Founded in 2003 by Frank Luddy and originally intended to fill the gap Peregrine Systems vacated, ServiceNow has become the industry leader in IT Service Management (ITSM). Its Platform as a Service (PaaS) offering focuses on Incident and Problem & Change management, but has several other pillars.
1. IT Service Management: Incident Management and Change & Release Management
2. IT Operations Management: Discovery, Service Mapping, Event Management, Cloud Management, and Orchestration
3. IT Business Management: Project Management, Agile Development, Demand Management, Application Portfolio Management, and Resource Management
4. IT Asset Management: Asset Management and Software Asset Management
5. DevOps, Security Operations, and Governance, Risk, & Compliance
Enterprises running VMware vSphere and its data analytics platform, vRealize Operations Manager (vROps), frequently want to integrate vROps with ServiceNow, specifically to convert vROps Alerts to ServiceNow Incidents. To that end, VMware introduced the ServiceNow Outbound Plugin in vROps 7.5. Matt Bradford (VMware Senior Technical Marketing Manager) wrote a great blog on the topic: https://blogs.vmware.com/management/2019/06/vrealize-operations-7-5-with-native-servicenow-notifications.html
The vRealize True Visibility Suite (TVS) Management Pack for ServiceNow management pack for vROps adds even more functionality.
First, it provides two-way Alert/Incident updating. Incident configurations are used for the alert-sync feature and define what types of alerts will be synced between vROps and ServiceNow. This feature only works on vROps 7.5+ using the built in ServiceNow Outbound Plugin, it depends on this plugin to send initial alerts from vROps to ServiceNow. Once the vROps alert is present in ServiceNow (as an Incident), the TVS ServiceNow Management Pack performs the following alert-sync actions:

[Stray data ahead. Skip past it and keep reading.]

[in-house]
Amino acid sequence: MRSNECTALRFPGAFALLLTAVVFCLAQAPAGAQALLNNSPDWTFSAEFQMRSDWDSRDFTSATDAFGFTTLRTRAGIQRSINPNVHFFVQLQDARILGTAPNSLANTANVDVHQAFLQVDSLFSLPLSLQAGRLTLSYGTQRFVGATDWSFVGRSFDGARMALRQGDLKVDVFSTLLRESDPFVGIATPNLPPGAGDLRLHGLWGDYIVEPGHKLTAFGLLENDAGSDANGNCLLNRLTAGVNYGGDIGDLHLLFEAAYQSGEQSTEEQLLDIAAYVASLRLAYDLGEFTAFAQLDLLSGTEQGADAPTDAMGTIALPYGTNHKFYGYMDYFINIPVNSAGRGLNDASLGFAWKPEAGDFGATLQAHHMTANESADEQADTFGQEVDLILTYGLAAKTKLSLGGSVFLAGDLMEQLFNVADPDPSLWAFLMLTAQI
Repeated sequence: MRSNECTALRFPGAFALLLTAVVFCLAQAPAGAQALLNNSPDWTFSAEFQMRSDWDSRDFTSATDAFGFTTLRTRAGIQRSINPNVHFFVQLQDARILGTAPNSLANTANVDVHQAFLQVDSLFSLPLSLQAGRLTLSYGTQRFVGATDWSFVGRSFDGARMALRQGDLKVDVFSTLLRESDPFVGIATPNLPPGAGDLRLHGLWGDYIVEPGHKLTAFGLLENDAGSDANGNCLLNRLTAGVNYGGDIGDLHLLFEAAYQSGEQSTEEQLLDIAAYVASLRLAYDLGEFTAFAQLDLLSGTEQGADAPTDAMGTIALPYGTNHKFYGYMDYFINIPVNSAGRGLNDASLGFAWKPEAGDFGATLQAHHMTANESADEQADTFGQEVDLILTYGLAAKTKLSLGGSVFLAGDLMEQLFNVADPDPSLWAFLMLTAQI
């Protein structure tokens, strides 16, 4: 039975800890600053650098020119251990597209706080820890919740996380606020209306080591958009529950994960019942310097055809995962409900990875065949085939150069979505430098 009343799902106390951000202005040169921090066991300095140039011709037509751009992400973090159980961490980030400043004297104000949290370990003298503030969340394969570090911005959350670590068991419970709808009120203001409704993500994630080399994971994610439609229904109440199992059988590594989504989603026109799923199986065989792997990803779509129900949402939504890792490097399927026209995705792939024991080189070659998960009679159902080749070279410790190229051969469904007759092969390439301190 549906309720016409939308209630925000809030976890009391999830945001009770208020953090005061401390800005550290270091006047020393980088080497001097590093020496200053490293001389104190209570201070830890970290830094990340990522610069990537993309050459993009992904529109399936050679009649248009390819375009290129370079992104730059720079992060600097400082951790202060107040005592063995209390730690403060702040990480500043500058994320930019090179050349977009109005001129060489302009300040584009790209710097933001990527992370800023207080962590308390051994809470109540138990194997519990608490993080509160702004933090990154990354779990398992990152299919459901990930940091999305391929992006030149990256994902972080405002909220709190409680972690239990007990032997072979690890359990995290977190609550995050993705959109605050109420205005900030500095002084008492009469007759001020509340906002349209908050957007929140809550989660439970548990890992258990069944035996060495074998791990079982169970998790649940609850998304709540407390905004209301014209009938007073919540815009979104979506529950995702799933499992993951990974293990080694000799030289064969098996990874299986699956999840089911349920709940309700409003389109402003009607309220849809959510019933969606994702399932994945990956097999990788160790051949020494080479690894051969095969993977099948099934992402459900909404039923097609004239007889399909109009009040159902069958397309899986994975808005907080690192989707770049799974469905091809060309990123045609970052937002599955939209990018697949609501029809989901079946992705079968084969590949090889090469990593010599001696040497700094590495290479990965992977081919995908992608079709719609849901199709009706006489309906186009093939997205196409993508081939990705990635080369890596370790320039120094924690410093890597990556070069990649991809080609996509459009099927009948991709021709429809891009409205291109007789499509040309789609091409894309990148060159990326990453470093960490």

If an alert is cancelled in vROps, the corresponding incident in ServiceNow is closed.
If an incident is closed in ServiceNow, the corresponding alert in vROps is suspended.
When a ServiceNow Incident is updated, the vROps Alert is updated (via Notes section of the vROps Alert).
For the third bullet item, the TVS ServiceNow Management Pack can be configured to watch a predefined set of incident columns and display the current/updated values in the corresponding vROps alert as a series of Notes. The block of code in the configuration file (json), will look something like this:
The fields in the "incidentElementsToRetrieve" array are those retrieved by the TVS adapter and used to update the vROps Alert. For more details, see the documentation: http://documentation.bluemedora.com.s3-website-us-east-1.amazonaws.com/management-pack-for-servicenow/configuring-the-management-pack-(servicenow)/creating-a-configuration-file-(servicenow)/
Additionally, the TVS ServiceNow adapter captures Configuration Items (CIs) from specified CI Classes then groups matching vROps resources by indicated ServiceNow column. It does this based on the configuration file (json), which will look like this:
The configuration file consists of an array of Resource Types:
vROps: defines the type of vROps resource that will be assigned properties based on CMDB columns.
serviceNow: defines the type of ServiceNow CI that should be matched to the vROps resource.
groupTypes: array contains a list of mappings from serviceNow columns to vROps groups.
hierarchies: organize the groups. Objects at the top of the hierarchy are considered parents of objects lower on the hierarchy.
More details can be found in the documentation: http://documentation.bluemedora.com.s3-website-us-east-1.amazonaws.com/management-pack-for-servicenow/configuring-the-management-pack-(servicenow)/creating-a-configuration-file-(servicenow)/
Once captured, the TVS Management Pack builds corresponding Dashboards. For example, if you've defined the Application Group Type in your configuration file, Application owners now have visibility into their Applications:
Our next revision of the TVS Management Pack for ServiceNow will have even more features, stay tuned!
Thanks to VMware TVS developers Katherine Klinefelter and Kyle Rokos for technical validation. An updated version of this blog can be found here.